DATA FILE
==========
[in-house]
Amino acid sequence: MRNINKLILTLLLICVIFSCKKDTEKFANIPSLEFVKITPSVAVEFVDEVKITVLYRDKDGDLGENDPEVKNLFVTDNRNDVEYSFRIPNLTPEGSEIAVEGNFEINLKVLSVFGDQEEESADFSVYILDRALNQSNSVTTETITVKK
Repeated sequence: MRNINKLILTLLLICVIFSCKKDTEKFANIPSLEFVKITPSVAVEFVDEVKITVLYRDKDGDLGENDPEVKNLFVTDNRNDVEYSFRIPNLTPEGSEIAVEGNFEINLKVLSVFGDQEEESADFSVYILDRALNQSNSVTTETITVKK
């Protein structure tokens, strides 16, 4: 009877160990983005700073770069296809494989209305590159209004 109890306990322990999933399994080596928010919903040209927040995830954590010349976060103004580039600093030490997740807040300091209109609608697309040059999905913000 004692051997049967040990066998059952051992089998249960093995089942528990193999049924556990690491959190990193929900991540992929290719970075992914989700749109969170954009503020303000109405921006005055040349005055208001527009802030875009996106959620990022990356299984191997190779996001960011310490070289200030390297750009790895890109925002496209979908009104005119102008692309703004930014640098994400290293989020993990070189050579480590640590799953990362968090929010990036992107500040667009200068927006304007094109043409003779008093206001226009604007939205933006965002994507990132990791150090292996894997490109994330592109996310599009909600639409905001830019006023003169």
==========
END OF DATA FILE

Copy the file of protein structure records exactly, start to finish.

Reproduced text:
[in-house]
Amino acid sequence: MRNINKLILTLLLICVIFSCKKDTEKFANIPSLEFVKITPSVAVEFVDEVKITVLYRDKDGDLGENDPEVKNLFVTDNRNDVEYSFRIPNLTPEGSEIAVEGNFEINLKVLSVFGDQEEESADFSVYILDRALNQSNSVTTETITVKK
Repeated sequence: MRNINKLILTLLLICVIFSCKKDTEKFANIPSLEFVKITPSVAVEFVDEVKITVLYRDKDGDLGENDPEVKNLFVTDNRNDVEYSFRIPNLTPEGSEIAVEGNFEINLKVLSVFGDQEEESADFSVYILDRALNQSNSVTTETITVKK
């Protein structure tokens, strides 16, 4: 009877160990983005700073770069296809494989209305590159209004 109890306990322990999933399994080596928010919903040209927040995830954590010349976060103004580039600093030490997740807040300091209109609608697309040059999905913000 004692051997049967040990066998059952051992089998249960093995089942528990193999049924556990690491959190990193929900991540992929290719970075992914989700749109969170954009503020303000109405921006005055040349005055208001527009802030875009996106959620990022990356299984191997190779996001960011310490070289200030390297750009790895890109925002496209979908009104005119102008692309703004930014640098994400290293989020993990070189050579480590640590799953990362968090929010990036992107500040667009200068927006304007094109043409003779008093206001226009604007939205933006965002994507990132990791150090292996894997490109994330592109996310599009909600639409905001830019006023003169």